Finding clues to nephronophthisis in adults
Nephronophthisis (NPH) is a kidney disease affecting mainly children. Now, for the first time, researchers at Tokyo Medical and Dental University (TMDU) have studied a number of adults with NPH and highlighted clinical, genetic and pathological characteristics that could help in confirming this challenging diagnosis.
NPH is inherited in an autosomal recessive pattern and, though rare, is the commonest genetic cause of kidney failure in children. The name is derived from ‘nephron’, the functional filtration units of the kidney and ‘phthisis,’ Greek for ‘wasting away.’ Recent genetic studies have highlighted that NPH may also present in adults resulting in end-stage renal disease (ESRD). However, there are only a few case-reports and no cohort studies, possibly because of rarity and diagnostic difficulties.
The clinical diagnosis of adult NPH is problematic because clinical, radiologic and histologic features are non-specific. Even the extrarenal features are fewer in adults. Because management includes renal transplantation and genetic counseling, an accurate early diagnosis is essential. Takuya Fujimaru, first author, explains further. “At present, molecular genetic analysis is the only practical method for clinically diagnosing NPH. However, as over 25 genes have been identified, Sanger sequencing (one DNA fragment at a time) is tedious; comprehensive mutation analysis using next generation sequencing (NGS) capable of sequencing millions of fragments is therefore required. Unfortunately, NGS is expensive and has limited availability. We therefore aimed to investigate the genetic background of adult nephronophthisis and evaluate the clinical characteristics and pathological changes in these patients.”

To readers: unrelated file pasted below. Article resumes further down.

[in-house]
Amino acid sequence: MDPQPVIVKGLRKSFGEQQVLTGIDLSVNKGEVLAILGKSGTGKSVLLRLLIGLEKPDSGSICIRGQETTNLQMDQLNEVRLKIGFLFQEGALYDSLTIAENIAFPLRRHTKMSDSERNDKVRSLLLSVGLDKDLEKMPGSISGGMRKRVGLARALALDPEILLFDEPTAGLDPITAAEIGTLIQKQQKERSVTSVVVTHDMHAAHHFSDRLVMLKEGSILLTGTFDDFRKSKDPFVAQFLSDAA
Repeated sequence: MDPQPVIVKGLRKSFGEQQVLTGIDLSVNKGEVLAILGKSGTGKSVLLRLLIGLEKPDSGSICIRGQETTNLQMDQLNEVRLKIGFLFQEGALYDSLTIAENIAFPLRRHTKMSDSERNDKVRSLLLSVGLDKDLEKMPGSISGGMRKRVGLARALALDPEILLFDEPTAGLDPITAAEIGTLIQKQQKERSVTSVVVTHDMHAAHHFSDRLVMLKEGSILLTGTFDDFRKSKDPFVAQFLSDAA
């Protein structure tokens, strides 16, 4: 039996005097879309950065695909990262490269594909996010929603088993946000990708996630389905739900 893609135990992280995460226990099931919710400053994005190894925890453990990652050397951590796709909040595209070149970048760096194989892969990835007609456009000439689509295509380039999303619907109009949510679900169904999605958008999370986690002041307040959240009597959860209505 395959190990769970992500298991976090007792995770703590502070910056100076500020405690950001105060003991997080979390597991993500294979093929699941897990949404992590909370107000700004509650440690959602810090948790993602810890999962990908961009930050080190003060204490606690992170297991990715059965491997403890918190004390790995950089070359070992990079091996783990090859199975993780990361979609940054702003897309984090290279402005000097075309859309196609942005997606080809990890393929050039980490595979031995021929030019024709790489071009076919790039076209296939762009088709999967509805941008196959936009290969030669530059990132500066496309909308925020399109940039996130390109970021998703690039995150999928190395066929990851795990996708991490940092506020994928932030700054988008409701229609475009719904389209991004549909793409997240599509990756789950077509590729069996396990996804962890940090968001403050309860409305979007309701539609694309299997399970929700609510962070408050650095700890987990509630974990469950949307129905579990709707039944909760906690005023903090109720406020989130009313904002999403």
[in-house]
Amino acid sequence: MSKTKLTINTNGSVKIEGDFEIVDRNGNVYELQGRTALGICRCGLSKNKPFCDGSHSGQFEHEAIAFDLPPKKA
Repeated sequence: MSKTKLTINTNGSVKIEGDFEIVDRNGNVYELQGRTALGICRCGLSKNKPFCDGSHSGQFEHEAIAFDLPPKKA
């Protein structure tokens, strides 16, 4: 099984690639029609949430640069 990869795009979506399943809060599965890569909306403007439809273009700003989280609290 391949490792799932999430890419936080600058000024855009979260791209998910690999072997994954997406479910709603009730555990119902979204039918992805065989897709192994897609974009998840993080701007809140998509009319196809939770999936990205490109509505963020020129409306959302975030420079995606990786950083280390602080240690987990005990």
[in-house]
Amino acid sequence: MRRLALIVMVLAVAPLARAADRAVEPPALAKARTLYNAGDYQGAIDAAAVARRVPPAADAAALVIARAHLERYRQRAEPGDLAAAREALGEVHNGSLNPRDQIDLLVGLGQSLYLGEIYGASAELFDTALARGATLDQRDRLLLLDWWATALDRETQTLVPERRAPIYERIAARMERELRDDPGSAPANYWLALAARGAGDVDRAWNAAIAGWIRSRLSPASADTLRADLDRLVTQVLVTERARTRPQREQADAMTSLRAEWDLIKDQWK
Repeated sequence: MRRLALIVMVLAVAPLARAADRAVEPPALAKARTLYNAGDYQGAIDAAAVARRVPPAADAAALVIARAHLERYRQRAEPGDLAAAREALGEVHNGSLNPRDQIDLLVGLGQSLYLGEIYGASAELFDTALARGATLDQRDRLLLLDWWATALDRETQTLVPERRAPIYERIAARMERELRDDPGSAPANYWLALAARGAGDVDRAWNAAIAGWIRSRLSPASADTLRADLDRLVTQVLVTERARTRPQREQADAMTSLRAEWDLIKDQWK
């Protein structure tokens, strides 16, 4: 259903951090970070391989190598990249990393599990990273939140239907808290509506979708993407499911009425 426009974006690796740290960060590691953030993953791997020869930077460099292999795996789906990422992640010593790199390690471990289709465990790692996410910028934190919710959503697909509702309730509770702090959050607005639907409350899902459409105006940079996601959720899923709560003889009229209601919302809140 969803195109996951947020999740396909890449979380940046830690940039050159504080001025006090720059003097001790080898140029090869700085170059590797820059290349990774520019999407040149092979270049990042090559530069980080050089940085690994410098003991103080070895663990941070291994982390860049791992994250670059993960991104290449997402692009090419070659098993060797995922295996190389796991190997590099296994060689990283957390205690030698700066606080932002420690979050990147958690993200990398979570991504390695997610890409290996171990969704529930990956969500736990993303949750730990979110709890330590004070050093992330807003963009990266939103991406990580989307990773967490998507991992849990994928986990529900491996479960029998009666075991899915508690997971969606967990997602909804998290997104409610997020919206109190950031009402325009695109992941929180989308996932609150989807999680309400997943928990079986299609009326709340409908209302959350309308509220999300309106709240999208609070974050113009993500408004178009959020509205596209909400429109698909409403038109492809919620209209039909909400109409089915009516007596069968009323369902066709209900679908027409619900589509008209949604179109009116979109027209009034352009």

The research team, drawn from top medical institutions across Japan, studied 18 patients with adult-onset NPH suspected from kidney biopsy using cutting-edge tools such as low-vacuum scanning electron microscopy and capture-based sequencing. They analyzed 69 genes associated with kidney disease and compared patients with and without mutations. Seven of their patients had NPH-causing mutations; they were comparatively young though not significantly different in classic pathological findings. Interestingly however, thick tubular basement membrane (TBM) duplication was seen in many more tubules in these genetically proven patients.
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